Finally, some states, like Colorado and Connecticut, have party conventions where the party chooses candidates for the primary election, although unselected candidates can still qualify for the primary ballot by submitting a petition.
Smaller political parties that don’t hold primaries typically nominate their candidates through caucuses or conventions.

Which is all fine - ok but that means it is the states that decide who is on the ballot by whatever method they choose.

So it is a state's rights thing. Which means I don't see how the federal supreme court can take that away. if the states have the right to decide who is on the ballot then the feds can't say you have to have person X on the ballot. It is up to the state.

At least that is what would make sense to me so I am not sure what the legal argument is that 'states can decide who is on the ballot, unless they decide a way the feds don't like'

Republicans only believe in states rights when it's politically convenient. And that includes the Republicans on the supreme court.

Can someone explain why Congress just voted to send billions in aid to Israel? Aid for what?

Reuters says it was "$26 billion for Israel, including $9.1 billion for humanitarian needs".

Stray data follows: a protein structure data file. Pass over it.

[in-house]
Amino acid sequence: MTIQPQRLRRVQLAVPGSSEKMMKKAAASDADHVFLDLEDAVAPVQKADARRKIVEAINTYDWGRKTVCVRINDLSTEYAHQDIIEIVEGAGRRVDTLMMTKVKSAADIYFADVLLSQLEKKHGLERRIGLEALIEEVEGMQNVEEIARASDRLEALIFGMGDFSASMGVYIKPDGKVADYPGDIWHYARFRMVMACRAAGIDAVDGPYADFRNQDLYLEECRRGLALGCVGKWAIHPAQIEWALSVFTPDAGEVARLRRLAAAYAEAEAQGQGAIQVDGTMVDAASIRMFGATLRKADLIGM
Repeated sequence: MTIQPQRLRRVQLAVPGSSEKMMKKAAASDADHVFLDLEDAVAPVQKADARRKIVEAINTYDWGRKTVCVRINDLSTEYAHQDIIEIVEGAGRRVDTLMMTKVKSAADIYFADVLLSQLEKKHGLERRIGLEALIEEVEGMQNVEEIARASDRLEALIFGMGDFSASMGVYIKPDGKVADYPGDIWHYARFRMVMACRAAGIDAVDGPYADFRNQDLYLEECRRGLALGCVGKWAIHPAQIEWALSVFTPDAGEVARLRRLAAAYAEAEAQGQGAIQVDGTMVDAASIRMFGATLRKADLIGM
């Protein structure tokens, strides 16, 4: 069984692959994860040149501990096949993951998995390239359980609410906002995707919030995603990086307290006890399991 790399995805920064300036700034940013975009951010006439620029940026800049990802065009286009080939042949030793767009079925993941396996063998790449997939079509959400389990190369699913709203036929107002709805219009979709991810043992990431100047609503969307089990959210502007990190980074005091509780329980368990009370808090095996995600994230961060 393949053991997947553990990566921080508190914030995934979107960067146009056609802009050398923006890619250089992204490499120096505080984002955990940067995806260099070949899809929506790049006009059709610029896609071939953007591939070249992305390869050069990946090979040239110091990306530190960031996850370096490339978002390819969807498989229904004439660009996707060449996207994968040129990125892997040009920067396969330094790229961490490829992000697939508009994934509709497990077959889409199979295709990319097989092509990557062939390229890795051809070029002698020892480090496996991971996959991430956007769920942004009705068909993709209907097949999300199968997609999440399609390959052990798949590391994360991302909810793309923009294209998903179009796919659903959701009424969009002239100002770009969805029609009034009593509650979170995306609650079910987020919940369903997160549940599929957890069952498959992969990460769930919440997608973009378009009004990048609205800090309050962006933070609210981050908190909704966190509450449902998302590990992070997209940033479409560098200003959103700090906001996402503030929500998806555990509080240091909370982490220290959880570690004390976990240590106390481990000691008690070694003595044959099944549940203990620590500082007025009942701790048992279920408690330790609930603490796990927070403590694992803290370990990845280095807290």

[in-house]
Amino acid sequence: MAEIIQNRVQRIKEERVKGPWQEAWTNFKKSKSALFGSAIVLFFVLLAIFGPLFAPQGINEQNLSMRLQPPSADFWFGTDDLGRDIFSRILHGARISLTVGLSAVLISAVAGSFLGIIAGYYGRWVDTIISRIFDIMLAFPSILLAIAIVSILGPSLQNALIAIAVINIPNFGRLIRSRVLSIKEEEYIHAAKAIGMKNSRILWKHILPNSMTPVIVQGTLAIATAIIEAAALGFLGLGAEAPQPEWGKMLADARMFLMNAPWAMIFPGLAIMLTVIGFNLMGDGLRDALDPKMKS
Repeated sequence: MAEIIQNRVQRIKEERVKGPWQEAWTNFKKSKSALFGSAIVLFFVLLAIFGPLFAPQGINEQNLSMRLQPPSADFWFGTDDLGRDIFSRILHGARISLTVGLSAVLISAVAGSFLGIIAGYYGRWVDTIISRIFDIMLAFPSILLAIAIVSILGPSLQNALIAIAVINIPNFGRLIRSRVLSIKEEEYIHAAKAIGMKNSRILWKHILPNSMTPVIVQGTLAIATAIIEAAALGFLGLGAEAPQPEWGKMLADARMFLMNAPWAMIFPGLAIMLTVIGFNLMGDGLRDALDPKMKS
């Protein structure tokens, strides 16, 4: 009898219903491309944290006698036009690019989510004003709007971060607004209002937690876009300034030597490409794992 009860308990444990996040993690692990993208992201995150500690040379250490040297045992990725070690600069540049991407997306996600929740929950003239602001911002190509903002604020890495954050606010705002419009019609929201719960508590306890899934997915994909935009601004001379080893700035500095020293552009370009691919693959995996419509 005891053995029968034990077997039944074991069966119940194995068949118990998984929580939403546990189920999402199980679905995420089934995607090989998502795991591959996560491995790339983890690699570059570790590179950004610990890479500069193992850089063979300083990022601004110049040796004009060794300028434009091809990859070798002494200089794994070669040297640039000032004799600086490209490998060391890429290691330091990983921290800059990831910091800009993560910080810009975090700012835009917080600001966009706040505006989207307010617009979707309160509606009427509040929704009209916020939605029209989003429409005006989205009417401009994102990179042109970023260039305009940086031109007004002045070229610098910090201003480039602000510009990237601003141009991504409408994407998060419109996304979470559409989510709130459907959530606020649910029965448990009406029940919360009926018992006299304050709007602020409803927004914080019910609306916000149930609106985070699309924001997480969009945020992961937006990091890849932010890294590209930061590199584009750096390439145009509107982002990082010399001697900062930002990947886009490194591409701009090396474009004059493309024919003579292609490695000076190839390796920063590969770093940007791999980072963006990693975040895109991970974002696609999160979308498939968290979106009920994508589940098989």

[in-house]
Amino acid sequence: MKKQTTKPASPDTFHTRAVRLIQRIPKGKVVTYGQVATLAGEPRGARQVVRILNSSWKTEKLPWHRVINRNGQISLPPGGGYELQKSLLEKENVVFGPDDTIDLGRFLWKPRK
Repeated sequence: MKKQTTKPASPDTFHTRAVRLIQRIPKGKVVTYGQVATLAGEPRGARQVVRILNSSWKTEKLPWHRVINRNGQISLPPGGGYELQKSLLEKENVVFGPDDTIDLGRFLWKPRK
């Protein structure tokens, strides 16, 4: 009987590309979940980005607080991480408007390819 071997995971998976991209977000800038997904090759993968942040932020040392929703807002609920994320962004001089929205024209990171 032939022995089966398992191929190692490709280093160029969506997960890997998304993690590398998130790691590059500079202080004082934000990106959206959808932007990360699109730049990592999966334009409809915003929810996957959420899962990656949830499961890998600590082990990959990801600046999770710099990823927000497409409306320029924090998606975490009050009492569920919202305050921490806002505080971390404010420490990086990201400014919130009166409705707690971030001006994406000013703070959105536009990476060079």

The rest is mostly money which they use to buy weapons. A certain amount of the money they normally get from us is required to be used to purchase weapons from the US, and there is a provision that Israel may only use those weapons for its own defense (whether that provision is being followed or not is - of course - a matter of some debate). Another amount is for things like their missile defense system.

I don't know what specifically is in this particular "supplemental" aid package, but I'd imagine the terms are roughly similar to what they normally get.

LeapingGnome wrote:

Can someone explain why Congress just voted to send billions in aid to Israel? Aid for what?

In reverse order: To aid in their genocide. To funnel money to arms manufacturers.

Well, it's like how states spend gambling funds. You have a bunch of money for genocide stuff, then set aside a portion of that for genocide harm reduction and remediation. You know, like the billboards you see with helpline information.

Stengah wrote:
LeapingGnome wrote:

Can someone explain why Congress just voted to send billions in aid to Israel? Aid for what?

In reverse order: To aid in their genocide. To funnel money to arms manufacturers.

OK yeah that is pretty much what I expected. Such hypocrisy. One week to say Israel is doing bad stuff and then the next week give them money to do more bad stuff. f*cking politicians.

Anyone know where I can find GOOD reporting on the student protests?

I’m seeing tons of reporting that just regurgitates what politicians and university officials are saying. But I’m not seeing much boots-on-the-ground “here's what’s actually happening at the protests” reporting.

Today’s episode of It Could Happen Here has an interview with independent journalist Talia Jane, who’s been attending the Columbia protests.